You are wise to recognize that the real issue of your fear involves examining your own thoughts, but you also acknowledge having thoughts of running away from your relationship with your husband. Now these thoughts are not surprising if, as you say, you are experiencing less drama and conflict in your external life, which may very well reflect an inner shift away from the ego and towards the peace within that Jesus is offering. And you can be sure the ego is not going to take this change of allegiance lying down. External drama and conflict conveniently serve the ego’s purpose of keeping our focus outward and away from the mind, where the only real hope of finding lasting peace lies. If the ego begins to sense that our present relationship is no longer serving its purpose, it will counsel us to pull up stakes and go in search of someone or something else — anything other than remaining in peace and beginning to look within.
Two passages from the text describe the ambivalence we can experience around this dual process of moving towards the light while at the same time beginning to use that light to look more deeply and eventually beyond the darkness of the ego. The fear that is aroused by approaching the light, as well as the process of looking together with Jesus at the darkness, are aptly described in the following:
“As the light comes nearer you will rush to darkness, shrinking from the truth, sometimes retreating to the lesser forms of fear, and sometimes to stark terror. But you will advance, because your goal is the advance from fear to truth. The goal you accepted is the goal of knowledge, for which you signified your willingness. Fear seems to live in darkness, and when you are afraid you have stepped back. Let us then join quickly in an instant of light, and it will be enough to remind you that your goal is light. (T.18.III.2).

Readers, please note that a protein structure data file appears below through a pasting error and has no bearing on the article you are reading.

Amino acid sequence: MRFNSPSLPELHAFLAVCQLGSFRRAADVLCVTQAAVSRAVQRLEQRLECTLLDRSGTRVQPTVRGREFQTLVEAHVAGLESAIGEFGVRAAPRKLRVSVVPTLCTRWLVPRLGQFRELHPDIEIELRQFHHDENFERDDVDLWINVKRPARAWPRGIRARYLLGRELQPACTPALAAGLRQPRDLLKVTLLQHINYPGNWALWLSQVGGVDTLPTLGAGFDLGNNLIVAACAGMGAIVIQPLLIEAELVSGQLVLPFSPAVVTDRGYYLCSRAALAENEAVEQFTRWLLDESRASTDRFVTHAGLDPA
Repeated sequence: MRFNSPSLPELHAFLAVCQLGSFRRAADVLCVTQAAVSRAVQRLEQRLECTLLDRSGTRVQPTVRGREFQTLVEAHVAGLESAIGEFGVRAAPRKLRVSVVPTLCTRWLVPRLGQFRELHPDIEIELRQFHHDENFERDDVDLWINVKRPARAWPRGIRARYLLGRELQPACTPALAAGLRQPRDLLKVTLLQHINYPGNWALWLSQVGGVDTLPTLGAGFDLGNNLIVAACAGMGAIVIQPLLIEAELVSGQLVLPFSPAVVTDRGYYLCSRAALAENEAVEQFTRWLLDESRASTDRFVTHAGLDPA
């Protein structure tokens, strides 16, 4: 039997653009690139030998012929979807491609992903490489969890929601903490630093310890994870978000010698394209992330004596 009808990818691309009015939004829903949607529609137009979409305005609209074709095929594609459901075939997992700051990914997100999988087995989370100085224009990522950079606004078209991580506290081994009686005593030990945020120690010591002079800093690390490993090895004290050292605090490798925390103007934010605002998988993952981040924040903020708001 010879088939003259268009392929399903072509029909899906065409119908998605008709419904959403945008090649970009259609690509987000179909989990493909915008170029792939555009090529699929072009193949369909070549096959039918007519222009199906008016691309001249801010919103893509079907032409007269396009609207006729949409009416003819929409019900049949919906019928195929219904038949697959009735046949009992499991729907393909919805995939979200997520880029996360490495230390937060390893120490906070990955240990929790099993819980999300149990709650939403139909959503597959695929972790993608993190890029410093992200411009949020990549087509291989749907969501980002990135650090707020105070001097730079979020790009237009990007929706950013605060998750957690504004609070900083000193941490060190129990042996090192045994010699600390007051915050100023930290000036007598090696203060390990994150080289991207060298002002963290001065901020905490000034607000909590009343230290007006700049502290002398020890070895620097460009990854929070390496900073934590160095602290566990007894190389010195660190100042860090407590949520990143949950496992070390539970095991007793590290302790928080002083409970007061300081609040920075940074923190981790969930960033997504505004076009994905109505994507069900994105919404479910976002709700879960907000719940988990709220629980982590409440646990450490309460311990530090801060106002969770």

And the fear that is associated with uncovering the ego’s layers of sin and guilt in the mind, as well as the process of recognizing its unreality, is powerfully described in the following:
“The closer you come to the foundation of the ego’s thought system, the darker and more obscure becomes the way. Yet even the little spark in your mind is enough to lighten it. Bring this light fearlessly with you, and bravely hold it up to the foundation of the ego’s thought system. Be willing to judge it with perfect honesty. Open the dark cornerstone of terror on which it rests, and bring it out into the light. There you will see that it rested on meaninglessness, and that everything of which you have been afraid was based on nothing” (T.11.in.3:5,6,7,8,9,10).
Additional readings from the text that may help you get a clearer picture of what the fear is all about and what the process of releasing that fear involves, in the context of our relationship with our brother, joined with Jesus, include “Light in the Dream” (T.18.III) and “The Fear to Look Within” (T.21.IV) .
Q #822: I saw the new movie, “What the Bleep Do You Know?”. I found it very powerfully presented, and I was struck by how much it sounded like A Course in Miracles’ teachings. Please give your comments.
A: There is a strong similarity between the theories presented in the movie and what the Course teaches. Both say the world of matter is a product of thought. The difference, though — and it is a decisive difference — is that A Course in Miracles says the thought itself is illusory ! As far as we know, no physicist has ever taken this step, and probably could not from his stance as a scientist. The integration of this theory that matter is a product of thought with practical living in the world is one of the major contributions of the Course.